What Is Ostomy Adhesive?

Susan Abe

Ostomy adhesive is a material applied to the skin around a stoma — the external opening around an ostomy — to temporarily anchor the small flat plastic "plate" of the bag or appliance to the skin, to avoid leakage of the excretory substance or effluent onto the skin, to prevent damage to skin around the stoma from the adhesive or the action of the fluids and to avoid odor. Early ostomy adhesives sought mainly to control leakage. Modern products are designed with many factors in mind. The specific type of ostomy adhesive recommended by an ostomy nurse is determined by a combination of factors: the patient's abdominal tone; the position of the stoma relative to the surrounding skin and any scars or skin folds and other characteristics of the stoma, such as one with frequent or high discharge; the appliance type; and the period of time that the patient must wear the appliance.

An infected abdominal stoma may cause a patient to experience nausea and vomiting.
An infected abdominal stoma may cause a patient to experience nausea and vomiting.

There are several types of characteristics that an ostomy adhesive must demonstrate. Not only must it provide a protective seal against the effects of effluents, the adhesive must demonstrate resistance from erosion secondary to the effluents, must not affect the skin's potenz hydrogen (pH) level, must qualify as hypoallergenic, must absorb moisture and cannot stress the skin by leaving irritating residue or strip away skin layers during removal of the appliance plate. Ostomy adhesives vary in their provision of these characteristics, so a patient's choice of an adhesive might vary. A patient's choice of a specific ostomy adhesive might vary to treat increased skin irritation or to meet needs such as planned longer appliance wear time or outside wear time during hot days.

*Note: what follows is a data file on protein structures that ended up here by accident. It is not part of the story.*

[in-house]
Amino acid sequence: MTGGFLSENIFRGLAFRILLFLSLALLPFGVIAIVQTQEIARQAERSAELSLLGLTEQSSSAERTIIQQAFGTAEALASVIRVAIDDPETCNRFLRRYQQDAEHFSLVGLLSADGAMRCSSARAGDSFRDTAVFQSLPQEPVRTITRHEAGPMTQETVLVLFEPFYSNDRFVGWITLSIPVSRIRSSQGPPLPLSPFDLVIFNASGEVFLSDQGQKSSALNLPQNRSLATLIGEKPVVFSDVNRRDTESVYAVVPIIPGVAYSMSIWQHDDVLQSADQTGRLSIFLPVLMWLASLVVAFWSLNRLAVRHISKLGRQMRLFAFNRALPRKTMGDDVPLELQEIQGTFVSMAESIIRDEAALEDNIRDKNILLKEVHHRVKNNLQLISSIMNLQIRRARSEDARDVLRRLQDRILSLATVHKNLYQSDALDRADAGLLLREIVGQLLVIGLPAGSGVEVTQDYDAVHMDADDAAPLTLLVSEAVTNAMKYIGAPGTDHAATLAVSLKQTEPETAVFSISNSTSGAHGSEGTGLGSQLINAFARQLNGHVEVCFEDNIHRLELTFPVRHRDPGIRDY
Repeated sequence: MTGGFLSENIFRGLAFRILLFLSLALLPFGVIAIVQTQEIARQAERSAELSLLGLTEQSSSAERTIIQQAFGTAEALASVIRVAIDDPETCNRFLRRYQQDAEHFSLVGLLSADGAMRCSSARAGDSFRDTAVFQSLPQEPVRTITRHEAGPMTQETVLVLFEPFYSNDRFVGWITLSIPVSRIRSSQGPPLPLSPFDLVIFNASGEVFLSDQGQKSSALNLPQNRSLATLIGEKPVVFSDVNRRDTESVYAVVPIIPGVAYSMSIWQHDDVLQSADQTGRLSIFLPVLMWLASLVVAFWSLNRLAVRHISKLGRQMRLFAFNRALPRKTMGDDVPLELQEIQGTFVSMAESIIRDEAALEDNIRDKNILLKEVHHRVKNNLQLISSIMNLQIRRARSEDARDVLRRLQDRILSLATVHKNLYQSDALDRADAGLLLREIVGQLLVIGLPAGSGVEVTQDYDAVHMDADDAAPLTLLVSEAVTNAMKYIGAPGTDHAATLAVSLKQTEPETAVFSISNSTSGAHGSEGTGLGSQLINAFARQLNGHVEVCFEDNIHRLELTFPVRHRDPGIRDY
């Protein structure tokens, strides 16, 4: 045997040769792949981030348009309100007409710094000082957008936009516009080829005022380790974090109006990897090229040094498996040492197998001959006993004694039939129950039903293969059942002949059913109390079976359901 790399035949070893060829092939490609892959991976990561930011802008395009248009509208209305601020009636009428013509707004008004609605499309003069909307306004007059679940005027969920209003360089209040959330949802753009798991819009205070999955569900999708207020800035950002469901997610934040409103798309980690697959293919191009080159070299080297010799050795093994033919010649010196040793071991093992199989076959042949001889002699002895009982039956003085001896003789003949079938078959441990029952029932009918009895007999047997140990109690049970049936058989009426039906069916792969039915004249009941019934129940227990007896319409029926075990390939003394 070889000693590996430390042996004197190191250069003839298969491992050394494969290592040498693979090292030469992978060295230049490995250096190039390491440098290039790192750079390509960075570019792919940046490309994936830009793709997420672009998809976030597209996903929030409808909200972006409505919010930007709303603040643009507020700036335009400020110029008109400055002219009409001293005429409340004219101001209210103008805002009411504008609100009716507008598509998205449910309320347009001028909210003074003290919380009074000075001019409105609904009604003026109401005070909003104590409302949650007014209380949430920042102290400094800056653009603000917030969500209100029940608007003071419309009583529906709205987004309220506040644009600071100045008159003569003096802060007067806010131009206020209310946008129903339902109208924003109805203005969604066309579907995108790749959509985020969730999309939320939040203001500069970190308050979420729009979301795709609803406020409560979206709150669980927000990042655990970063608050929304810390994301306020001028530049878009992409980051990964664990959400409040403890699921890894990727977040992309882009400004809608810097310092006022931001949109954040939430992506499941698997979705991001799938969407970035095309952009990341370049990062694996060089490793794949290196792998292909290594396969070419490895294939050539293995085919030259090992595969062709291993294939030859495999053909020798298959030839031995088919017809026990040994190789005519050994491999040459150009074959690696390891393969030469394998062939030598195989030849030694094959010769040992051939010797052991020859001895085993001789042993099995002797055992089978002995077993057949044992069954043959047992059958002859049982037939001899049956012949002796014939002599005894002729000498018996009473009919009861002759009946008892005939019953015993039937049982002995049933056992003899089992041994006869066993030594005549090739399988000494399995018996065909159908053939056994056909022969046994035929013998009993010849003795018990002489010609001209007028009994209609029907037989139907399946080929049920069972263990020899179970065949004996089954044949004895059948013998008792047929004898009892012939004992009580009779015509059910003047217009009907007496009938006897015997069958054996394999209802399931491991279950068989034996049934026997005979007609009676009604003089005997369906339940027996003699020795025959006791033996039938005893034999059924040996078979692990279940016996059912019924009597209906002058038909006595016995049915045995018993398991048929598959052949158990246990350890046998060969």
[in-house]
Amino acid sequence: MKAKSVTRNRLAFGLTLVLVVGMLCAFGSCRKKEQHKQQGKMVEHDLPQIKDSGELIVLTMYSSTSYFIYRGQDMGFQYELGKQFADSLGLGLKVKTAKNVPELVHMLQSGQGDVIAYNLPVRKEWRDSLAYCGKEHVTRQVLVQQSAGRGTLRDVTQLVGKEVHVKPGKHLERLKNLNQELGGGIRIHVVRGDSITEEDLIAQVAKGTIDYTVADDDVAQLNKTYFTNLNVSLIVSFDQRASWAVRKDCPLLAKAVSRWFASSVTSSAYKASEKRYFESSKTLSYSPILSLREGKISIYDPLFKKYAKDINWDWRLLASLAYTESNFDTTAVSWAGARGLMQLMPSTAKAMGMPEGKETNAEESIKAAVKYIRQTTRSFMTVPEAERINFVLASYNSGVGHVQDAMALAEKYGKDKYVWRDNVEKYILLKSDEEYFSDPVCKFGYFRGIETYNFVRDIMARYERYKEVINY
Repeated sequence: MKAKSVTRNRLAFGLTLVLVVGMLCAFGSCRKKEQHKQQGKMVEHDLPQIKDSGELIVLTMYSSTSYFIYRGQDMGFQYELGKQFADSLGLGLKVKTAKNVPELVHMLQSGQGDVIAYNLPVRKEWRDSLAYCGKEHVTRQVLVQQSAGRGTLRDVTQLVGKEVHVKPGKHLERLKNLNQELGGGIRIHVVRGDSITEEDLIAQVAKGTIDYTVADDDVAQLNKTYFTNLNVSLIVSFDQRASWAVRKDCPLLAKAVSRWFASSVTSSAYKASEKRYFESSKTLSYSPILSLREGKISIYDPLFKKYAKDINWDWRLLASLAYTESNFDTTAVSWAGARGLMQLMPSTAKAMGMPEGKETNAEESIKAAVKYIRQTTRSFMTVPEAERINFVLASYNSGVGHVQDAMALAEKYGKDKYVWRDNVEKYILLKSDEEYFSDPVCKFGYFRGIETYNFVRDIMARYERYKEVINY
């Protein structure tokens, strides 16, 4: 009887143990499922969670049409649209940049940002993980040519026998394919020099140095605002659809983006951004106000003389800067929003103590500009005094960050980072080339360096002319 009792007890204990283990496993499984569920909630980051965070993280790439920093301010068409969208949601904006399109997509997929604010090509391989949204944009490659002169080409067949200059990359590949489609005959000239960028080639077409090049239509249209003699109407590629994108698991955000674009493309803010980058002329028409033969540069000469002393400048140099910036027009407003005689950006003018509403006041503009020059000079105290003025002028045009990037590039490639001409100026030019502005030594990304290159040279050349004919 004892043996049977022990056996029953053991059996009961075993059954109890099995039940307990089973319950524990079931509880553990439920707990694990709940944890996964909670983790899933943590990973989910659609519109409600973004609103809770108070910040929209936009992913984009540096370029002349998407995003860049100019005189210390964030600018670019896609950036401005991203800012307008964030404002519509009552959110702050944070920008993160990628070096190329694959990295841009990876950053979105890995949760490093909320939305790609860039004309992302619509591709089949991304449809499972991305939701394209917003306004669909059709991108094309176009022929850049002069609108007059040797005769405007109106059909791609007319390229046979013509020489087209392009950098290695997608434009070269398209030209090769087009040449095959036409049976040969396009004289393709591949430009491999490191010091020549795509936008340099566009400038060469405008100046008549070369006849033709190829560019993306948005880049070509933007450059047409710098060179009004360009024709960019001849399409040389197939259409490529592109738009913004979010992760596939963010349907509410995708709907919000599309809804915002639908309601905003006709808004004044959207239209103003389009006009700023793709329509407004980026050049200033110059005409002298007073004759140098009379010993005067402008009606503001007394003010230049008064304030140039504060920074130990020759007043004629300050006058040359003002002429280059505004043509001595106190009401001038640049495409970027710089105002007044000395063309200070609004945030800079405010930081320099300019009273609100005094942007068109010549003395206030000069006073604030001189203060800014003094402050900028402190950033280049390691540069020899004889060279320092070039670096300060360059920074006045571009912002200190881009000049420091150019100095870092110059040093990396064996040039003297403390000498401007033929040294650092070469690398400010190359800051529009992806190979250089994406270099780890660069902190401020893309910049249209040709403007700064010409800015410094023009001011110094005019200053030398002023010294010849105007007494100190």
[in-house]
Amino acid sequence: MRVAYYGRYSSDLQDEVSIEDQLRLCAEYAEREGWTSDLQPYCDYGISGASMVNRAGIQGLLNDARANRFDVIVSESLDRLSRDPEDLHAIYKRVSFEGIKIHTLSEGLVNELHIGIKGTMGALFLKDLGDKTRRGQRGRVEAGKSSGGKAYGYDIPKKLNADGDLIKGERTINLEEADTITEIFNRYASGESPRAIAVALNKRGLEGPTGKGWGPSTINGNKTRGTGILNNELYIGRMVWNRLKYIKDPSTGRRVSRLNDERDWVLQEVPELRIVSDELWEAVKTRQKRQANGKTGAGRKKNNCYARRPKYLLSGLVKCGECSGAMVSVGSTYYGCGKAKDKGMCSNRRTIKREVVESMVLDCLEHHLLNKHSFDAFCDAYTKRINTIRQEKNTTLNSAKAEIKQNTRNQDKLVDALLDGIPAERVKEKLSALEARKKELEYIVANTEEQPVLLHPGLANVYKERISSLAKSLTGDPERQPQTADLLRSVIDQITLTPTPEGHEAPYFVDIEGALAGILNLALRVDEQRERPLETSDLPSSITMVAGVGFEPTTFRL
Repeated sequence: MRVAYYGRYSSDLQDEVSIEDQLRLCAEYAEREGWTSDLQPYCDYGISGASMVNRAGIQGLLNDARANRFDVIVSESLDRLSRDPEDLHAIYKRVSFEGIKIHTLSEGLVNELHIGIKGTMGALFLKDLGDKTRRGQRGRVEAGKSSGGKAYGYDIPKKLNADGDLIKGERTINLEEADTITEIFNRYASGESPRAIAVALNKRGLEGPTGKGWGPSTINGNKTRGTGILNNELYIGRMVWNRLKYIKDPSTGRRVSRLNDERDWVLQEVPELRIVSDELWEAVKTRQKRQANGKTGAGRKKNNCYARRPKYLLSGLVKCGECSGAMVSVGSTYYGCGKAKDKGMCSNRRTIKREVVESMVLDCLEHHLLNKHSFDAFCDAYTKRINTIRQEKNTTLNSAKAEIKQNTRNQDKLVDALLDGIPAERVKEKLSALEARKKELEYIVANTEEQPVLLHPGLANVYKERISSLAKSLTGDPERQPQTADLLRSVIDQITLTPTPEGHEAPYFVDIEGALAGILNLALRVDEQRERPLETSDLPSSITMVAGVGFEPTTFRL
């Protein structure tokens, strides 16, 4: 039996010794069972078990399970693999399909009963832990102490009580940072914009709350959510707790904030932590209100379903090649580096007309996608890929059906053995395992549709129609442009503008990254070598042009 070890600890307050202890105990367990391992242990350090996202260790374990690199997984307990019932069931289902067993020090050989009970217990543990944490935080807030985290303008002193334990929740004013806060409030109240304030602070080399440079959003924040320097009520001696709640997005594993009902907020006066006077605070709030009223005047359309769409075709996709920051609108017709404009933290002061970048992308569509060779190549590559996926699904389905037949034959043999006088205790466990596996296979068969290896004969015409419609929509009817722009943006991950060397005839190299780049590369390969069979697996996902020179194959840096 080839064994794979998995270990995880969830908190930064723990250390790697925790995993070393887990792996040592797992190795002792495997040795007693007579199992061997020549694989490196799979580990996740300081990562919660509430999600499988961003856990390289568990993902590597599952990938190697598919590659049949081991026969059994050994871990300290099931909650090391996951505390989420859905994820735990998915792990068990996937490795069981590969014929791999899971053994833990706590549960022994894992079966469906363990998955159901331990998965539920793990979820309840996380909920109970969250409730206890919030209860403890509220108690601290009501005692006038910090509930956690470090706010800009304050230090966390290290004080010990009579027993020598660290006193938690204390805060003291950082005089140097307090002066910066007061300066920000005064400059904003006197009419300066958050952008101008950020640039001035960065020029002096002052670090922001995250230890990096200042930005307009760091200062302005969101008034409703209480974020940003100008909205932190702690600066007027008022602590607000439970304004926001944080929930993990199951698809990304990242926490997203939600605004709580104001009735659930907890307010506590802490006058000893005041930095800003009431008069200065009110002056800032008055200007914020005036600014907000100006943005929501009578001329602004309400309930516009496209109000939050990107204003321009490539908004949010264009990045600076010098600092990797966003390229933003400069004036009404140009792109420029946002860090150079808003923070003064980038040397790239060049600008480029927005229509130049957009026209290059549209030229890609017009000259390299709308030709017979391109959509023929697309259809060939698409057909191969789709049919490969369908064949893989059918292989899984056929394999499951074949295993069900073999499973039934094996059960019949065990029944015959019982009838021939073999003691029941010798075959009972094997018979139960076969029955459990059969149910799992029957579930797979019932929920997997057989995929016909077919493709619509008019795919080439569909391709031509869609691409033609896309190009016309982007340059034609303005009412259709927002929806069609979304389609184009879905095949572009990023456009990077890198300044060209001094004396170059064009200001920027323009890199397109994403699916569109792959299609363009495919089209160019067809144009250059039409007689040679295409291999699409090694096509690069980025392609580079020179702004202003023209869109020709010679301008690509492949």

Another characteristic that a patient must considered when choosing an ostomy adhesive is his or her preferred appliance system. Ostomy appliances usually are either one-piece or two-piece systems. A one-piece system usually is used for shorter periods of time — a few hours — and is replaced more frequently.

A two-piece system consists of a plate surrounding the stoma and a coupling system to attach sequential bags. Two-piece systems usually intend for the plate against the skin to remain in place for longer periods, such as days. Some ostomy adhesives are designed for hours of use, and others are expected to maintain adhesion to the skin for days.

Flexibility is another characteristic of ostomy adhesives that a patient must consider. Flexible adhesives will move with the body and will thus be more comfortable for an individual who has an active lifestyle. Their length of wear time is generally shorter, however, than other choices because of the movable aspect of their seal. As expected, flexible ostomy adhesive is more easily removed from the skin than rigid alternatives.

Lastly, the choice of an ostomy adhesive might depend on the patient's ability to manipulate the appliance adhesive. In some cases, patients are incapable of fully visualizing the stoma area. These cases require the ostomy adhesive to be applied to the appliance plate, which is then pressed to the skin around the stoma and thus cannot be in a dry form. For patients who are incapable of performing the self-care of an appliance change independently, the adhesive choice can depend on the patient's lifestyle, mobility and personal preference.

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